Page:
I really like this top. The cowl is not as deep as in the Maria Denmark top, but it works. I learned how to change the shape of the cowl from Pam Erny’s tutorial about this very top (scroll down to Fold and Flip Facings). By changing the shoulder gathers to a pleat and playing with the placement of the pleat, the cowl deepens or becomes shallower. I had fun experimenting. Again, I made three, all out of beautiful prints that had been aging in my stash for about two years.
I tell a lie: the grey patchwork print on the left was purchased in November 2015! The two brown prints have been around for awhile (grey and pebble prints from EOS; watercolour floral from Marcy Tilton). The centre top is the first iteration; I can tell because it is so much longer! Although I make test garments for every new pattern, the length is not always an issue until I get to the fabric. Fabric content and degree of stretch play a role in making further length adjustments necessary. These tops get a lot of wear! I love the prints and they work with jeans, trousers or skirts. Another keeper!
I bought three yards of the brown pebble print from Emma One Sock, intending to make a twinset. When the print arrived, I felt that it was too lightweight for a cardigan, and a little too busy. I toyed with the idea of making a dress, but felt it would be awfully clingy. So, it sat. Until I came across the Debra Zebra top from Style Arc.
There is a theme here: I tend to prefer autumn and winter clothing. I prefer sleeves to sleeveless or short-sleeved garments. I like interesting necklines. As the cardigan queen, I need tops that work as layering pieces.
It does not really fit my dress form well, but it is difficult to show these things without arms to fill out the sleeves. This one does not get as much wear as the cowl top, but the funnel is not my preferred neckline.
I made only one blouse that gets regular wear. It is from a pattern that I bought while travelling through Maine last summer. I always stay in Bangor en route to Nova Scotia (coming back home to Ontario, I always stay in or near Freeport so I can go to LL Bean!). We no longer have New Look patterns available in Canada, so I purchased a few at a JoAnn store in Bangor. I had never worked with New Look before, but I liked the look of this blouse.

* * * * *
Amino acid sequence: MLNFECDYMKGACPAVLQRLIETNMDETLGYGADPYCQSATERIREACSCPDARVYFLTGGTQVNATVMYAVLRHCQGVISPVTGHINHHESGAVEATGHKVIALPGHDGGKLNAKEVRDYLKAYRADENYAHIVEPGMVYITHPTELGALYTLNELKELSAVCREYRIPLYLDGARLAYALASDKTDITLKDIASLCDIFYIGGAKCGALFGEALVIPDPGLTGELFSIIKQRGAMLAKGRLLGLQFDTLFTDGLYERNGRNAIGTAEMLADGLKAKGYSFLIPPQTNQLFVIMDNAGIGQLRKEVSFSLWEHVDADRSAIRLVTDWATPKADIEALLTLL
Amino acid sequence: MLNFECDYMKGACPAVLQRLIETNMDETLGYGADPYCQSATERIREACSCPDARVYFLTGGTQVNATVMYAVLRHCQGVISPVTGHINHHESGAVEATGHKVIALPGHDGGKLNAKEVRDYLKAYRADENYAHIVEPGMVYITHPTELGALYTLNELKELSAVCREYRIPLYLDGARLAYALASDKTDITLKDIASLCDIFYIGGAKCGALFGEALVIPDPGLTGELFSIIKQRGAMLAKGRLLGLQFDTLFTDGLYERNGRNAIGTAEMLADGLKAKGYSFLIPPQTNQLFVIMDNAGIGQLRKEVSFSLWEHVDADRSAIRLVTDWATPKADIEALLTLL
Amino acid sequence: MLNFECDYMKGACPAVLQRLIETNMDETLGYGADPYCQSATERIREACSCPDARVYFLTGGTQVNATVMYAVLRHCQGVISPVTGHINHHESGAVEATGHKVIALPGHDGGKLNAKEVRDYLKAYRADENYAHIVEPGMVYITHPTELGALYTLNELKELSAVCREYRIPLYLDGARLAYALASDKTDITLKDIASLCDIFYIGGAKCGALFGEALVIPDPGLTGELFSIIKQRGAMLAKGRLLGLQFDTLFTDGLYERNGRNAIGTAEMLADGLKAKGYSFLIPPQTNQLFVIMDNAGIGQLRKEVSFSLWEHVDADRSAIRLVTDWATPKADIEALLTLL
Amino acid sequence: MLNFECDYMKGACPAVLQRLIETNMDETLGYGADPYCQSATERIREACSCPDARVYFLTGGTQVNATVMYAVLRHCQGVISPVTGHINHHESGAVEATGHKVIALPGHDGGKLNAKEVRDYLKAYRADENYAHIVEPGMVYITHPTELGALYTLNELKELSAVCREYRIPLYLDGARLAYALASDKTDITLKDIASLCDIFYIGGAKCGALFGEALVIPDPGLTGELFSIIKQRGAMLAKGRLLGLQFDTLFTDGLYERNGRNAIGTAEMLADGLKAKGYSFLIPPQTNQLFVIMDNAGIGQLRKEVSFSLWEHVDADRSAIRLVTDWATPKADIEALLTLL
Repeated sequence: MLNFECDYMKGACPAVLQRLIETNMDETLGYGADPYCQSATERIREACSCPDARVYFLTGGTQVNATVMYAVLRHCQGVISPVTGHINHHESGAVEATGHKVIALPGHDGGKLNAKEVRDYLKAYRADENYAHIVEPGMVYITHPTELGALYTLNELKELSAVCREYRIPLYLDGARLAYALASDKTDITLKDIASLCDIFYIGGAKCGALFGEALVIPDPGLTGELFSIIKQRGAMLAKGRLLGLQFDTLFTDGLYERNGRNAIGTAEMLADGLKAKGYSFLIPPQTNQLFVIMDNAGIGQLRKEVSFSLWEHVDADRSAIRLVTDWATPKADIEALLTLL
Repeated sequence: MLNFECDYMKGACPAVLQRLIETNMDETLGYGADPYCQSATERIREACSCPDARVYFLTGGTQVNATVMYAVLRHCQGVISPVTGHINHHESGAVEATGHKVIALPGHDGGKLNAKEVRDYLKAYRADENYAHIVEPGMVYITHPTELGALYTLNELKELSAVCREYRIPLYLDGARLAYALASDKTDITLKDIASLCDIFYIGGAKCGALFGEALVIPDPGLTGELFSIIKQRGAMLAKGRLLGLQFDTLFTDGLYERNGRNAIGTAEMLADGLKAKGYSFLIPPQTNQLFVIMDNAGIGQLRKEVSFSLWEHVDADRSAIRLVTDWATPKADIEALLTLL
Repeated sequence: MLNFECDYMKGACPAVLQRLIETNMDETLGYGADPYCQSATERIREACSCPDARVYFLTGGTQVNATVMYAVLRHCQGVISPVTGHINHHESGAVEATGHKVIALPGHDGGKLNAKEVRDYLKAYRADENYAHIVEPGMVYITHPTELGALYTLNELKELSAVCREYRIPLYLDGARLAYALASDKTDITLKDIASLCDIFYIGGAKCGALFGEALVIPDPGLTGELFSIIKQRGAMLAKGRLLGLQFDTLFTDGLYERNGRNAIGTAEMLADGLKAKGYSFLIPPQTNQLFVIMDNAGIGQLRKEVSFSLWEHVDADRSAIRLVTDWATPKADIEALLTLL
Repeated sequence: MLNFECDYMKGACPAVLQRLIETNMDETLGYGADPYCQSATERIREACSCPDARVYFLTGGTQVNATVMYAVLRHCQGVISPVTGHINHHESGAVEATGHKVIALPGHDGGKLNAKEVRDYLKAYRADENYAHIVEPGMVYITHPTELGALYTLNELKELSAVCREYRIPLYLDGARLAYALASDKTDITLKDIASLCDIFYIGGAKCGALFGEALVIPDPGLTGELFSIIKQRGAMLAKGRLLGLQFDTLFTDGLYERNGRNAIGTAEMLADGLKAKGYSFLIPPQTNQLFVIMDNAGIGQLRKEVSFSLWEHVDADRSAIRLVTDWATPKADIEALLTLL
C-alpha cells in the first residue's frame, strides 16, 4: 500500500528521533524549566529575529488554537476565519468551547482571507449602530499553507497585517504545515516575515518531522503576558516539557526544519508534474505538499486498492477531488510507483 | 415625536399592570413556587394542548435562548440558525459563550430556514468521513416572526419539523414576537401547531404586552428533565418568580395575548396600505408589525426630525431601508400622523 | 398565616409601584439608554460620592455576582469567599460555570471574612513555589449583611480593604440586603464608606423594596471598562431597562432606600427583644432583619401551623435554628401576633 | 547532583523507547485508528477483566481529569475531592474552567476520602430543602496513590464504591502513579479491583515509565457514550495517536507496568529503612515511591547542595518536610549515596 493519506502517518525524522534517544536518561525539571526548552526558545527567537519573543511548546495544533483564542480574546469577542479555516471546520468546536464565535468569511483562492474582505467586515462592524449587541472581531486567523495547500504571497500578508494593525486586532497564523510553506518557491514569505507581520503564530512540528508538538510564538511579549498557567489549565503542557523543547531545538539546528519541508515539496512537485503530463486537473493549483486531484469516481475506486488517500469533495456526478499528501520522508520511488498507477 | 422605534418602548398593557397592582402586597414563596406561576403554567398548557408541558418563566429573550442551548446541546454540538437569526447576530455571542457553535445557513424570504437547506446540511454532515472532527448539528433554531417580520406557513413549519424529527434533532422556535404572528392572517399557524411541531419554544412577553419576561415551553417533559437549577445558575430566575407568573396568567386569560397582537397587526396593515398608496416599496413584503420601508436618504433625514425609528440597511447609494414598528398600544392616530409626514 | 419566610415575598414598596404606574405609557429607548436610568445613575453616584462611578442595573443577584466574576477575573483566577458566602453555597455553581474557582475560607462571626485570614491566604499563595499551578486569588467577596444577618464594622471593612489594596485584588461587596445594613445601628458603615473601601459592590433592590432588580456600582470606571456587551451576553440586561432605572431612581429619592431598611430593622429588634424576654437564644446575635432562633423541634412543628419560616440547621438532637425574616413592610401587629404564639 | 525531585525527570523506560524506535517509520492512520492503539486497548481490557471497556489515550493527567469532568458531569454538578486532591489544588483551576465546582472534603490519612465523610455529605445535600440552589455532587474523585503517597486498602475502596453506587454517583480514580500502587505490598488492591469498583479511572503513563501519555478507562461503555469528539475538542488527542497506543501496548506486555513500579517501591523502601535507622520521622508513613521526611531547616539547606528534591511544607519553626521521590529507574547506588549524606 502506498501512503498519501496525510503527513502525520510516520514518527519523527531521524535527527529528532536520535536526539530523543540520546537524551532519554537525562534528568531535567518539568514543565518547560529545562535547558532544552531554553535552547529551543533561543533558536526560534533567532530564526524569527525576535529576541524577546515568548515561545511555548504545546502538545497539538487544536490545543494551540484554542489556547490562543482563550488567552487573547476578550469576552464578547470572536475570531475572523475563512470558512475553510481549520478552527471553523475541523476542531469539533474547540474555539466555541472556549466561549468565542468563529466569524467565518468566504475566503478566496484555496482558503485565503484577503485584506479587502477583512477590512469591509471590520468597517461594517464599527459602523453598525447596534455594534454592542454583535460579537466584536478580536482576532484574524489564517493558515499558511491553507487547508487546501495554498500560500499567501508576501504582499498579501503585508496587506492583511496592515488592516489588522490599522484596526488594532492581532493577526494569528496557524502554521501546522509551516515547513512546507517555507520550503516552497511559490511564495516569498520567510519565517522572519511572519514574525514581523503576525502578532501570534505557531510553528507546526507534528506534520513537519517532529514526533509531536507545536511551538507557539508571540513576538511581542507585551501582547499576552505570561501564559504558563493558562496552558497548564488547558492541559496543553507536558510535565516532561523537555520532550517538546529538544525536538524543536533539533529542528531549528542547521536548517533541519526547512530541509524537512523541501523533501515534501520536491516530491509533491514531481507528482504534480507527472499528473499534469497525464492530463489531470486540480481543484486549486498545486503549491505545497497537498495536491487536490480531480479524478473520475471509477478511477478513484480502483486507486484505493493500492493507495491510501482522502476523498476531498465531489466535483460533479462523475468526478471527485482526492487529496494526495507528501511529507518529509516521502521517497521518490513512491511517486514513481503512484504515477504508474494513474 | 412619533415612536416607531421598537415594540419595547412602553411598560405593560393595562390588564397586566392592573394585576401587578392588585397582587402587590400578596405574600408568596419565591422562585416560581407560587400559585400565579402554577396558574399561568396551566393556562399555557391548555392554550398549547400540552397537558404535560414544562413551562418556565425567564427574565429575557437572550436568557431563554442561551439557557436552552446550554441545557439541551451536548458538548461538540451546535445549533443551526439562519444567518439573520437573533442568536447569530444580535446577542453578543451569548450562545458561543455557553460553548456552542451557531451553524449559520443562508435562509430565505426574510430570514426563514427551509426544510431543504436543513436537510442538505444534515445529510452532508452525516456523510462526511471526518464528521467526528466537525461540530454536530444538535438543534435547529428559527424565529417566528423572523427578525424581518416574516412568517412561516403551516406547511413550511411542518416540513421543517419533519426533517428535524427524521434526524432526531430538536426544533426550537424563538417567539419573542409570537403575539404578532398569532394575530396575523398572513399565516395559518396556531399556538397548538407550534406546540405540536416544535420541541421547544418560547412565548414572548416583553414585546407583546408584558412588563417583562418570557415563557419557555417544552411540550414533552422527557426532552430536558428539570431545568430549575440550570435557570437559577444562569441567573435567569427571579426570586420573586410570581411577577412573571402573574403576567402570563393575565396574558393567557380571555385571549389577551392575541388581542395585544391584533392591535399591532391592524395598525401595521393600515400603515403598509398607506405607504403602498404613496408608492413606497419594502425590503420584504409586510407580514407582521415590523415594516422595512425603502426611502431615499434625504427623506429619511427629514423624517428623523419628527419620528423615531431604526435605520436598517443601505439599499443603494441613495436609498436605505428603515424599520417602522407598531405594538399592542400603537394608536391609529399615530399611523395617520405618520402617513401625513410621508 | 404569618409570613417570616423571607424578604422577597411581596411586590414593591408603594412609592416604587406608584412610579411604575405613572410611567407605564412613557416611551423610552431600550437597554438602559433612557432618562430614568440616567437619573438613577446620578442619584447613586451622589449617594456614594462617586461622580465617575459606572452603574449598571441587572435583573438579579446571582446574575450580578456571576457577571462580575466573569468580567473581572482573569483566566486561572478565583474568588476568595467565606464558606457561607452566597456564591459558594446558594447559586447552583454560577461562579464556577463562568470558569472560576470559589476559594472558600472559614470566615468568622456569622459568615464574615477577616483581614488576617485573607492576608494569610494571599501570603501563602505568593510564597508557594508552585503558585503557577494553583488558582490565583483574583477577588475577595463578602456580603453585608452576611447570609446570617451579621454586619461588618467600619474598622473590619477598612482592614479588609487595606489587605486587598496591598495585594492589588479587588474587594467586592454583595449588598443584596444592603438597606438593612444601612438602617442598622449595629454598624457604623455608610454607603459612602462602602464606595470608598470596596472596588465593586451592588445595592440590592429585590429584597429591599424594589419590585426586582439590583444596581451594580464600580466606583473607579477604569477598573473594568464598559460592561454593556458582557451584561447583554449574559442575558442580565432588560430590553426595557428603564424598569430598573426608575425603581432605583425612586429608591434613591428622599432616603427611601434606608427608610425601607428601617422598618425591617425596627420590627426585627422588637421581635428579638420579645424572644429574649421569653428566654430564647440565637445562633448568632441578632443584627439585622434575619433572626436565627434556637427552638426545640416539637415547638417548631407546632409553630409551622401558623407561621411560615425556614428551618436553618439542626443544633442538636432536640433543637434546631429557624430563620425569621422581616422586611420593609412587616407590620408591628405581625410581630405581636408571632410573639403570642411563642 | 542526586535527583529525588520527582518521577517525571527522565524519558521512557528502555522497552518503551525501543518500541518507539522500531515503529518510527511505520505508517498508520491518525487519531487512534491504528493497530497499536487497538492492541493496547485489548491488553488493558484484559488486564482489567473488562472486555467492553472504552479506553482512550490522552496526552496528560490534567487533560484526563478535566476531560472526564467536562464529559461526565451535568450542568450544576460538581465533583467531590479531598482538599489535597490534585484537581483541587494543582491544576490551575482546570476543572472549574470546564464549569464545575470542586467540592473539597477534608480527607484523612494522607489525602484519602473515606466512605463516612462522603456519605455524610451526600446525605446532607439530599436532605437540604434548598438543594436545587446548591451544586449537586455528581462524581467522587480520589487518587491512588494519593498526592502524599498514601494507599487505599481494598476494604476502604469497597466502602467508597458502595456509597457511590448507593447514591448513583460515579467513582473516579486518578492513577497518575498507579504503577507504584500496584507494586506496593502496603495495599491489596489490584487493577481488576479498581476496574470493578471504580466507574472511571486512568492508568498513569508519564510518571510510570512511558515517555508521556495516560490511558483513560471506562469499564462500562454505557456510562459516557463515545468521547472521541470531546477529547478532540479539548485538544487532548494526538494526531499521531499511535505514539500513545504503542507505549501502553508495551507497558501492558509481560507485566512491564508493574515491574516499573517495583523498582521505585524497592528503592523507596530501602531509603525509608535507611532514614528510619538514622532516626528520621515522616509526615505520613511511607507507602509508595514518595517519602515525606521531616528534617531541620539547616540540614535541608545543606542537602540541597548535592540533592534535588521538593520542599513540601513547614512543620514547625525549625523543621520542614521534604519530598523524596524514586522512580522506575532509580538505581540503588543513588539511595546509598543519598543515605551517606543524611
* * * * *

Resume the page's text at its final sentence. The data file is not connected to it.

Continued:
The funny thing is, I actually wear mine exactly as in the photo! This is a casual blouse that looks great with jeans, although I have worn it with cotton trousers that read as trouser jeans. It is too casual for skirts, in my iteration.
Cuffs up or cuffs down? I prefer cuffs down when I am the cardigan queen. I also prefer my shirts well-pressed. Oops.
The navy gingham is a stretch cotton from Queen Textiles (leftovers of which were added to Bleuet). It allows a casual look to be a little more polished. In a shirting, it could probably work in a dressier context. I had to do a lot of work on the pattern: the waist had to be raised, as did the neckline; there was a lot of length to remove above the bust, at the hem and at centre back. It was worth the effort, as I wear it a lot. The neckline is not my favourite, which is why I have not made more versions. I am still working out what my ideal blouse looks like and trying different patterns in an effort to attain the holy grail of blouse-ness.
The back has waist and shoulder darts. I am learning that I need shoulder darts! I love the buttons on this blouse, bought locally at Capital Buttons.
Enough tops for now. In the time that I spent writing this post, I have completed five more shirts, made a batch of applesauce and my lunches for the week. (I take a lot of procrastination breaks!)